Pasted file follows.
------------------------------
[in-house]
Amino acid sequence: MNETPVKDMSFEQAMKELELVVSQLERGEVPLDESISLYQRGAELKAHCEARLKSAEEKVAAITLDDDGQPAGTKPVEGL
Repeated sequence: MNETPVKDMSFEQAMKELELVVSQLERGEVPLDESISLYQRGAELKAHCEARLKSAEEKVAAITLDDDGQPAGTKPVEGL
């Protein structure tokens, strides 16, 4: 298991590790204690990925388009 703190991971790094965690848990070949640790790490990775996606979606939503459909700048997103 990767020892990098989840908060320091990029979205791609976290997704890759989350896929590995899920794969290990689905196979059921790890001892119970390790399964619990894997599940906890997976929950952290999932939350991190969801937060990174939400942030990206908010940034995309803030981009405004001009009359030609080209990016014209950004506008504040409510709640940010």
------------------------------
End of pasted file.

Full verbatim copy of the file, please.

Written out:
[in-house]
Amino acid sequence: MNETPVKDMSFEQAMKELELVVSQLERGEVPLDESISLYQRGAELKAHCEARLKSAEEKVAAITLDDDGQPAGTKPVEGL
Repeated sequence: MNETPVKDMSFEQAMKELELVVSQLERGEVPLDESISLYQRGAELKAHCEARLKSAEEKVAAITLDDDGQPAGTKPVEGL
């Protein structure tokens, strides 16, 4: 298991590790204690990925388009 703190991971790094965690848990070949640790790490990775996606979606939503459909700048997103 990767020892990098989840908060320091990029979205791609976290997704890759989350896929590995899920794969290990689905196979059921790890001892119970390790399964619990894997599940906890997976929950952290999932939350991190969801937060990174939400942030990206908010940034995309803030981009405004001009009359030609080209990016014209950004506008504040409510709640940010």